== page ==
The streets were wonder-filled observed from the cab; with the cobblestones uneven beneath her rubber-soled shoes, reality hit as solidly as the jet lag. Outside, releasing to the sensation of both, Nicole closed her eyes, fought the oncoming drowsiness, and listened to the familiar: short bursts of horns, the screech of tires, gunning engines, the whisper of the summer breeze. This was the din of home. The difference was in the snippets of French, and when she opened her eyes again, the difference was in the view.
Her phone pinged again. Nicole removed it from her purse and glared at the screen. Clint’s proposal had been a cliché—the married man, at last tired of his wife, proposed to his mistress. That last night they were together, he’d taken the cigarette from Nicole’s hand and stubbed it out in a nearby ashtray. “Well, what do you have to say? I asked you to marry me.”
“You didn’t say the words.”
“Does that make a difference?”
“If I chuck my trip and stay in Oakland to help you through this latest crisis, or when it’s over…” Clint, Nicole reminded herself, had dangled the hint of marriage before, qualifying it with his children’s needs and his wife’s social position. “… what’s to say you won’t change your mind?” The angry sex had worn her out. She wanted him to stay, wanted him to leave. To leave and make the decision easy and put him into the past, a place to glorify and regret their relationship. If he left, never to return, the option of “no” was easy. Nicole giggled.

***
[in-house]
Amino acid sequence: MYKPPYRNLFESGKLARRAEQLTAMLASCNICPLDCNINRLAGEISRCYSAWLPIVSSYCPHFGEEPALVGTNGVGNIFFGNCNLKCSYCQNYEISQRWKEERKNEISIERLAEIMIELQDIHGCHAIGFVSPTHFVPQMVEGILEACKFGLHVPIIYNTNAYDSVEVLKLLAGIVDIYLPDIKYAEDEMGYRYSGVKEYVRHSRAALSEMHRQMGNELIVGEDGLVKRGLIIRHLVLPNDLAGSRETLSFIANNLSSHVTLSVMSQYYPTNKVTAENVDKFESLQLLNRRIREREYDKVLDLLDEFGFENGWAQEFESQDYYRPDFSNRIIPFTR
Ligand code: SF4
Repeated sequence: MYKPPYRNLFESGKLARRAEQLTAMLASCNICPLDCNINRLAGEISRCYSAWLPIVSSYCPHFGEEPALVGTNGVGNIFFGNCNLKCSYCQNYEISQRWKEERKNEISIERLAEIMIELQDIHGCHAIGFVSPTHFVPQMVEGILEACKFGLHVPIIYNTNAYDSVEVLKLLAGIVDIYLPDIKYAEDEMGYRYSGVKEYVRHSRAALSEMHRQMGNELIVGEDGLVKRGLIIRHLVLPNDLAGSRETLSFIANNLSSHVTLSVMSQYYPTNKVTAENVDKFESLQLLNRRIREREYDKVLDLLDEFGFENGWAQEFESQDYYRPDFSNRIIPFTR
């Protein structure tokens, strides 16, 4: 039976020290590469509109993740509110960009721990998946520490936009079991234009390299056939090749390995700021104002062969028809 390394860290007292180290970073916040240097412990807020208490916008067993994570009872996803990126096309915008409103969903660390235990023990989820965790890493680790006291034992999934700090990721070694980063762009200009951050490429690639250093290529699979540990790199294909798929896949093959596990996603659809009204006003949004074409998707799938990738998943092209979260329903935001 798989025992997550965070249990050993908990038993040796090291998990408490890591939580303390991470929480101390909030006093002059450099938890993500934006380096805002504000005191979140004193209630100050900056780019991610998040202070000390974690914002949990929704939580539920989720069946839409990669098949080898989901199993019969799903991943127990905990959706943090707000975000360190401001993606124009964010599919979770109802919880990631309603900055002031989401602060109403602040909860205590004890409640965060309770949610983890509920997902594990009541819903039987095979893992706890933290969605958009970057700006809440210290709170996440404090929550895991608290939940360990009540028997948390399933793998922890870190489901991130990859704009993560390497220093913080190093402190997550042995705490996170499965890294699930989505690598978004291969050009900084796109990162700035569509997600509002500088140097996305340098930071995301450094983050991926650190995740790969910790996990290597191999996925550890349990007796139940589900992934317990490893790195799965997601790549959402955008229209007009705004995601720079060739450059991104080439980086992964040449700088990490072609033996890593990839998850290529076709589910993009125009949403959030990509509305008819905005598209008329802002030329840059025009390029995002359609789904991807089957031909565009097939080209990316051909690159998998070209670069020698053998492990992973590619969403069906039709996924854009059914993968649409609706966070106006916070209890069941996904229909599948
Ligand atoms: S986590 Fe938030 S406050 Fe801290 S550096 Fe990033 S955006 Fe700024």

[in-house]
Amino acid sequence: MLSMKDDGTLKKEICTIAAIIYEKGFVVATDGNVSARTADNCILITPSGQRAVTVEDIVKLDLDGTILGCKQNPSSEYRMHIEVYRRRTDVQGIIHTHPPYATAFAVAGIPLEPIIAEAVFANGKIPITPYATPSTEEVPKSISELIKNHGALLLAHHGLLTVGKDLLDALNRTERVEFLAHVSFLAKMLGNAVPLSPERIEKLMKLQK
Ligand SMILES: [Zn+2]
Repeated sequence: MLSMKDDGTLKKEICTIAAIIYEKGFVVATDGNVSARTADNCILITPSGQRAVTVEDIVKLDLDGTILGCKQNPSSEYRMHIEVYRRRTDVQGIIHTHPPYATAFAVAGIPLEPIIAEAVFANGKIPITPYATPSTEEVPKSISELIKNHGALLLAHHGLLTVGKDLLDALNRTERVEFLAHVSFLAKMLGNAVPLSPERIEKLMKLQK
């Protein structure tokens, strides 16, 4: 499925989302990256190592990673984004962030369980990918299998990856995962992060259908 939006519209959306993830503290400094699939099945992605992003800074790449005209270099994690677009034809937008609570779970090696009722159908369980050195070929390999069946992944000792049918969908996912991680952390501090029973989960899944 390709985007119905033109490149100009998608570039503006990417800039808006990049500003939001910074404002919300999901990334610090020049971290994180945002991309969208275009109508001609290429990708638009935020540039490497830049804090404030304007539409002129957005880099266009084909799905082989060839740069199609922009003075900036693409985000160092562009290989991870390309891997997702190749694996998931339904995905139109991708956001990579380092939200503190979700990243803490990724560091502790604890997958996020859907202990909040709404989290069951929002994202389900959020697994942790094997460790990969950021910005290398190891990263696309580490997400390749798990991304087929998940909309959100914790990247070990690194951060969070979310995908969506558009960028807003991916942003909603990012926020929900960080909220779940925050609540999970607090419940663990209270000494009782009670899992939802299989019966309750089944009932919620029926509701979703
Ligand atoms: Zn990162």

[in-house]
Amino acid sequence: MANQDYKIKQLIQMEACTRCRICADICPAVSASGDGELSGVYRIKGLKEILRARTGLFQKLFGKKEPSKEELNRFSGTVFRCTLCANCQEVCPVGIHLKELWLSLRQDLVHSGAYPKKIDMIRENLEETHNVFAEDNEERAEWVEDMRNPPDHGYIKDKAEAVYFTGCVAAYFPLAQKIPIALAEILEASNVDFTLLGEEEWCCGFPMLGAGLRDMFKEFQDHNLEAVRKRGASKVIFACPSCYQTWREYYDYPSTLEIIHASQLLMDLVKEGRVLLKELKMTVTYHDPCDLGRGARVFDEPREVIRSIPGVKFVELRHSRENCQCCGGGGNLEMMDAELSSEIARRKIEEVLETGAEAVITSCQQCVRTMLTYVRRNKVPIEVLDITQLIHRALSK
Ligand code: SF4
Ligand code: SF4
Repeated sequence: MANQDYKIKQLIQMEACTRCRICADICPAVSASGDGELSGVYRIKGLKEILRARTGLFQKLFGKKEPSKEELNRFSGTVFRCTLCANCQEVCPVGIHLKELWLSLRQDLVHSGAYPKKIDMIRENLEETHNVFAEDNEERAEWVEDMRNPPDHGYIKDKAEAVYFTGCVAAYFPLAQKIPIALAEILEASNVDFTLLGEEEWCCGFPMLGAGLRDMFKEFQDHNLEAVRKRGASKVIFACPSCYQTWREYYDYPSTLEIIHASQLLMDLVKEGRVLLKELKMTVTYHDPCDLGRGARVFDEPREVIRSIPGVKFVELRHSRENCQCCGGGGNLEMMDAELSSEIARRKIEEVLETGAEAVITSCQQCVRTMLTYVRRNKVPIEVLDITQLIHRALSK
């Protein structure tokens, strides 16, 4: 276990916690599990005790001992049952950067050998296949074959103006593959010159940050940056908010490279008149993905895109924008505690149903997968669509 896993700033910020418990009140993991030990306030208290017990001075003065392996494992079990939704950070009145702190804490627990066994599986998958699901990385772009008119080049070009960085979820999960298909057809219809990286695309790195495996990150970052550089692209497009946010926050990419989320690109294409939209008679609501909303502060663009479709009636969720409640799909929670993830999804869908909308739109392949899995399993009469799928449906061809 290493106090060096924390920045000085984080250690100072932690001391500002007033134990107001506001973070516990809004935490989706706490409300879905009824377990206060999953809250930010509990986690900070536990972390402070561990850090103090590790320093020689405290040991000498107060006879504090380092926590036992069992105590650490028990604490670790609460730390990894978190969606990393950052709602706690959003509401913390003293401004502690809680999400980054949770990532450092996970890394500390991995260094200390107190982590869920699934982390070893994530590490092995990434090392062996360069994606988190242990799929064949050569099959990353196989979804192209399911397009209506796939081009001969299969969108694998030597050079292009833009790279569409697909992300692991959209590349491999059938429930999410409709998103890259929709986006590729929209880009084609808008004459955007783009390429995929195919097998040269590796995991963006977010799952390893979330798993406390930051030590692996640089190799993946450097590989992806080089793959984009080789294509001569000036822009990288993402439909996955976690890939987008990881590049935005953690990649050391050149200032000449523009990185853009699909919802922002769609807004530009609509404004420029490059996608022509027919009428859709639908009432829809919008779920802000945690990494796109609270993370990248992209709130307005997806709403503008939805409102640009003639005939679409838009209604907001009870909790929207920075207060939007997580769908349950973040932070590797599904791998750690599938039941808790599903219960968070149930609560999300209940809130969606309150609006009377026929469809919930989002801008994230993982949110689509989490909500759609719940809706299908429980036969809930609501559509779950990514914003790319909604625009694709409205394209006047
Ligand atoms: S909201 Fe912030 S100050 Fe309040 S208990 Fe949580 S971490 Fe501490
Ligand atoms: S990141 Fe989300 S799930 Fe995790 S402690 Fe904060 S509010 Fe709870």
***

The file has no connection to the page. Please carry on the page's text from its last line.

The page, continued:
“It’s not a joke, Nicki. I’m serious.”
“I’m not sure I want to be married,” she blurted, surprising herself and Clint.
“You’ve got to be kidding.”
“Me and you. Yes. But permanently?” Infidelity had broken up her marriage. If Clint could be unfaithful to his wife and leave her as he said he wanted to do now, what was to say, Nicole considered, down their own married road, that boredom or stress wouldn’t prevail? “Let’s leave us the way we are for now.” He’d saved her from the sadness of divorce; she’d escaped loneliness. A little bit of someone, married or not, was better than a whole lot of no one at all.
That was her decision: a definite maybe. Nicole deleted the voice message without listening to it and read the text. CRAZY HERE. WANT 2 COME BACK EARLY? THOT ABOUT WHAT I ASKD? Clint’s offer, she reasoned, was an effort to keep her in Oakland, not necessarily a decision to take her as his wife.
Beyond Nicole, the Seine flowed at least fifteen feet below street level. She’d never seen the Mississippi. Her parents spoke of the mighty river so wide, the current so fast, the cargo-laden barges alongside tugboats. The view of the Seine was as reassuring and calming as the San Francisco Bay.
“Puts the postcards to shame.” Nicole giggled at her thought, spoken aloud as if a friend were standing beside her.
“Wasting my Paris time on Clint,” she whispered and wiped the sheen of sweat from her neck. On an island in the middle of the river, the spires of Notre Dame poked at the sky. The panorama stopped her in her steps. The June sun was hot, the air tense with humidity. Nicole clapped her hands. “I did it!” She was hot and cold, happy and happier all at once. Paris was simply Paris. If hers was a photographer’s eye or a painter’s hand, she reflected, she’d capture Paris and make postcards. Postcards for her parents, the hunched woman who delivered her newspaper, even Clint.
I’m okay, she’d write. I am here. In Paris. All on my own.
Mississippi, Late Spring 1944